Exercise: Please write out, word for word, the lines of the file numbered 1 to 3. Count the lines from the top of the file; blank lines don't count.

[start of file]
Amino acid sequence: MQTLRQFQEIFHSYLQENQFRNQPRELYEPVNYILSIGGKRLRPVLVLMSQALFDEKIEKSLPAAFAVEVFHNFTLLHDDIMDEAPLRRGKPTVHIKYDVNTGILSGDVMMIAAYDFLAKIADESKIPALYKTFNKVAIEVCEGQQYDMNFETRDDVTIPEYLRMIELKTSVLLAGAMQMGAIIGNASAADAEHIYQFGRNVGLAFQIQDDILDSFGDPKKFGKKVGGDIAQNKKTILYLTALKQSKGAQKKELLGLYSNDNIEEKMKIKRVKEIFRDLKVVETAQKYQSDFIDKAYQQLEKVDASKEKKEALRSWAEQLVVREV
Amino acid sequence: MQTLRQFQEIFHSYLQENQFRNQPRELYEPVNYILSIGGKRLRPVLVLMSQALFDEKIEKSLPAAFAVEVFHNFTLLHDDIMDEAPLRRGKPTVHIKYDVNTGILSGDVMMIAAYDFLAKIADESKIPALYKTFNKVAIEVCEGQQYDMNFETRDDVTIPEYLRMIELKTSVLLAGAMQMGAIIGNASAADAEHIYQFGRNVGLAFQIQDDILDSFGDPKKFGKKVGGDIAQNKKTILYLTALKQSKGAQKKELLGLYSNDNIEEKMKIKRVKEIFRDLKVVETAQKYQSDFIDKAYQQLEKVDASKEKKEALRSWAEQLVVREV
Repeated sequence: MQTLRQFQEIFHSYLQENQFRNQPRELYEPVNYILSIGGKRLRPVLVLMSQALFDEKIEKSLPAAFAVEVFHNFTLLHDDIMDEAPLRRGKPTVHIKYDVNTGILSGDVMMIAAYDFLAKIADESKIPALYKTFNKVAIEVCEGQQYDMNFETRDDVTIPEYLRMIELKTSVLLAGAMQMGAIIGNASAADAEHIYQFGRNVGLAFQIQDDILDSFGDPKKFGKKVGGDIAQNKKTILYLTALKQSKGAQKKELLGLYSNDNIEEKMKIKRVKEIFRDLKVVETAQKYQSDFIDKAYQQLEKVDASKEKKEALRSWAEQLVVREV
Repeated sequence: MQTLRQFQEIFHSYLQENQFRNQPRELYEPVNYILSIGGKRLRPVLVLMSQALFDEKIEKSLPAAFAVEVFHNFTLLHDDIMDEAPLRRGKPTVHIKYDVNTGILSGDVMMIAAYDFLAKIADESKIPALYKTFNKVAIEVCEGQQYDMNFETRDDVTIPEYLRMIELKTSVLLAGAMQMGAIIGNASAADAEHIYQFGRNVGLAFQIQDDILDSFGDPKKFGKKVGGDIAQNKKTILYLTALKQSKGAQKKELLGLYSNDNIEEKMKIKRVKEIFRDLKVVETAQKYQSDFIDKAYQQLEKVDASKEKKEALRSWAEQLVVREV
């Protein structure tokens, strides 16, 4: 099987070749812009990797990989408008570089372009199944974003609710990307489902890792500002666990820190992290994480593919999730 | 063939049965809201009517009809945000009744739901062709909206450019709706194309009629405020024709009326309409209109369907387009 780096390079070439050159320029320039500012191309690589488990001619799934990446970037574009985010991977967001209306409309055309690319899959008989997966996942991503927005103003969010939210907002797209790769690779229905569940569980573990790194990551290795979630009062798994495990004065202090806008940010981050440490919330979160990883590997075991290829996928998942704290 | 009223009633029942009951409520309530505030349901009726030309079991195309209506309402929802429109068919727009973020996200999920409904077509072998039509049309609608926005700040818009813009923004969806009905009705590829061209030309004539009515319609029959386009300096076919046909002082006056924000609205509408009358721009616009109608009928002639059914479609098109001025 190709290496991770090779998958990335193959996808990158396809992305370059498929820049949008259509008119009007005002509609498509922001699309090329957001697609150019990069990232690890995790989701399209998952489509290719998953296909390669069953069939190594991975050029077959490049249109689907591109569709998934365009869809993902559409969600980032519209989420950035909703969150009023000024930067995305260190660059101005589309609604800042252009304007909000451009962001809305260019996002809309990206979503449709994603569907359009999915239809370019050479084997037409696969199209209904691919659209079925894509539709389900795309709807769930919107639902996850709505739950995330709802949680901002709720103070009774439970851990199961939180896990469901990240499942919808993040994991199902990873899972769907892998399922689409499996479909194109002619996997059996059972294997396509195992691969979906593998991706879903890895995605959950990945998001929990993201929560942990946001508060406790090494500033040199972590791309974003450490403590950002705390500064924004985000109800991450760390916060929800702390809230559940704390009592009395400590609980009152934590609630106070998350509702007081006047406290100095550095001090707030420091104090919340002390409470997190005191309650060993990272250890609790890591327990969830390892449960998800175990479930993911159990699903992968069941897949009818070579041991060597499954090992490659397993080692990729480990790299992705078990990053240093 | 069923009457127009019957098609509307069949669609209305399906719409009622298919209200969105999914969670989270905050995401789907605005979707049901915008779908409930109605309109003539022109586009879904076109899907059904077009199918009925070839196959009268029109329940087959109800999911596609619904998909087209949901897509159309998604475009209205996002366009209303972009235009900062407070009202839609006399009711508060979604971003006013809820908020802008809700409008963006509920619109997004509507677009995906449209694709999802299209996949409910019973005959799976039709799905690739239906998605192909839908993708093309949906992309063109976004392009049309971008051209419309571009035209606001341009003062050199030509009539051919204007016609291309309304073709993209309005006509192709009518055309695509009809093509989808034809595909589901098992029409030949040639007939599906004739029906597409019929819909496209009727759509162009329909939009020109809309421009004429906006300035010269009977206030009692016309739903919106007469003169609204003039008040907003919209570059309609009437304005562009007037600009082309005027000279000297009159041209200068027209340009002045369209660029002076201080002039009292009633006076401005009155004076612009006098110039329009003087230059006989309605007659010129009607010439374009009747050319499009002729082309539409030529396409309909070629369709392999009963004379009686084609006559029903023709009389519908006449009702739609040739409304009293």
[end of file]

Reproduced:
Amino acid sequence: MQTLRQFQEIFHSYLQENQFRNQPRELYEPVNYILSIGGKRLRPVLVLMSQALFDEKIEKSLPAAFAVEVFHNFTLLHDDIMDEAPLRRGKPTVHIKYDVNTGILSGDVMMIAAYDFLAKIADESKIPALYKTFNKVAIEVCEGQQYDMNFETRDDVTIPEYLRMIELKTSVLLAGAMQMGAIIGNASAADAEHIYQFGRNVGLAFQIQDDILDSFGDPKKFGKKVGGDIAQNKKTILYLTALKQSKGAQKKELLGLYSNDNIEEKMKIKRVKEIFRDLKVVETAQKYQSDFIDKAYQQLEKVDASKEKKEALRSWAEQLVVREV
Amino acid sequence: MQTLRQFQEIFHSYLQENQFRNQPRELYEPVNYILSIGGKRLRPVLVLMSQALFDEKIEKSLPAAFAVEVFHNFTLLHDDIMDEAPLRRGKPTVHIKYDVNTGILSGDVMMIAAYDFLAKIADESKIPALYKTFNKVAIEVCEGQQYDMNFETRDDVTIPEYLRMIELKTSVLLAGAMQMGAIIGNASAADAEHIYQFGRNVGLAFQIQDDILDSFGDPKKFGKKVGGDIAQNKKTILYLTALKQSKGAQKKELLGLYSNDNIEEKMKIKRVKEIFRDLKVVETAQKYQSDFIDKAYQQLEKVDASKEKKEALRSWAEQLVVREV
Repeated sequence: MQTLRQFQEIFHSYLQENQFRNQPRELYEPVNYILSIGGKRLRPVLVLMSQALFDEKIEKSLPAAFAVEVFHNFTLLHDDIMDEAPLRRGKPTVHIKYDVNTGILSGDVMMIAAYDFLAKIADESKIPALYKTFNKVAIEVCEGQQYDMNFETRDDVTIPEYLRMIELKTSVLLAGAMQMGAIIGNASAADAEHIYQFGRNVGLAFQIQDDILDSFGDPKKFGKKVGGDIAQNKKTILYLTALKQSKGAQKKELLGLYSNDNIEEKMKIKRVKEIFRDLKVVETAQKYQSDFIDKAYQQLEKVDASKEKKEALRSWAEQLVVREV